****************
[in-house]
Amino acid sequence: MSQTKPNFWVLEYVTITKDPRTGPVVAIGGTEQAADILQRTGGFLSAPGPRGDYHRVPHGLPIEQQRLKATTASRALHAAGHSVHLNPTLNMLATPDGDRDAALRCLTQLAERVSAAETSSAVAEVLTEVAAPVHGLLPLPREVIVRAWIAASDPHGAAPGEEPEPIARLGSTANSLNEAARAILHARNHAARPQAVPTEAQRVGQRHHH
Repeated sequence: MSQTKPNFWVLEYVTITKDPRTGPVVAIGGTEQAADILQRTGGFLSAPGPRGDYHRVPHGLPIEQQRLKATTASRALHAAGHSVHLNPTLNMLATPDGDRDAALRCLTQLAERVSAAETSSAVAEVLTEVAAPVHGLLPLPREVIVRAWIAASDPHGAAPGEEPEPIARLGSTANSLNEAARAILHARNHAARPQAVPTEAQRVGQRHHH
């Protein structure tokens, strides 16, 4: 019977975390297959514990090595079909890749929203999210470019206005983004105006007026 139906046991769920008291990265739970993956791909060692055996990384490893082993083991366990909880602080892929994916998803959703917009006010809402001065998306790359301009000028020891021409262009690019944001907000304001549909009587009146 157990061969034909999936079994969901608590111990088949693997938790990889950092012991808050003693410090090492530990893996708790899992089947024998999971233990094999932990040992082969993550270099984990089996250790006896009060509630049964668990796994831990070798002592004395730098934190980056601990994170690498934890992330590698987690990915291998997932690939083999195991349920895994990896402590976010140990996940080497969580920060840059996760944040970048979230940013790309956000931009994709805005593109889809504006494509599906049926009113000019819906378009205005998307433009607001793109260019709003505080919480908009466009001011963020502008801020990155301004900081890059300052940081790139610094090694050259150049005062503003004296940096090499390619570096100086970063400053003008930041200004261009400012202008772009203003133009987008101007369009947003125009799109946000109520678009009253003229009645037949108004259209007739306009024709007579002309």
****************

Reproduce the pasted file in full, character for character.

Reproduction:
[in-house]
Amino acid sequence: MSQTKPNFWVLEYVTITKDPRTGPVVAIGGTEQAADILQRTGGFLSAPGPRGDYHRVPHGLPIEQQRLKATTASRALHAAGHSVHLNPTLNMLATPDGDRDAALRCLTQLAERVSAAETSSAVAEVLTEVAAPVHGLLPLPREVIVRAWIAASDPHGAAPGEEPEPIARLGSTANSLNEAARAILHARNHAARPQAVPTEAQRVGQRHHH
Repeated sequence: MSQTKPNFWVLEYVTITKDPRTGPVVAIGGTEQAADILQRTGGFLSAPGPRGDYHRVPHGLPIEQQRLKATTASRALHAAGHSVHLNPTLNMLATPDGDRDAALRCLTQLAERVSAAETSSAVAEVLTEVAAPVHGLLPLPREVIVRAWIAASDPHGAAPGEEPEPIARLGSTANSLNEAARAILHARNHAARPQAVPTEAQRVGQRHHH
């Protein structure tokens, strides 16, 4: 019977975390297959514990090595079909890749929203999210470019206005983004105006007026 139906046991769920008291990265739970993956791909060692055996990384490893082993083991366990909880602080892929994916998803959703917009006010809402001065998306790359301009000028020891021409262009690019944001907000304001549909009587009146 157990061969034909999936079994969901608590111990088949693997938790990889950092012991808050003693410090090492530990893996708790899992089947024998999971233990094999932990040992082969993550270099984990089996250790006896009060509630049964668990796994831990070798002592004395730098934190980056601990994170690498934890992330590698987690990915291998997932690939083999195991349920895994990896402590976010140990996940080497969580920060840059996760944040970048979230940013790309956000931009994709805005593109889809504006494509599906049926009113000019819906378009205005998307433009607001793109260019709003505080919480908009466009001011963020502008801020990155301004900081890059300052940081790139610094090694050259150049005062503003004296940096090499390619570096100086970063400053003008930041200004261009400012202008772009203003133009987008101007369009947003125009799109946000109520678009009253003229009645037949108004259209007739306009024709007579002309």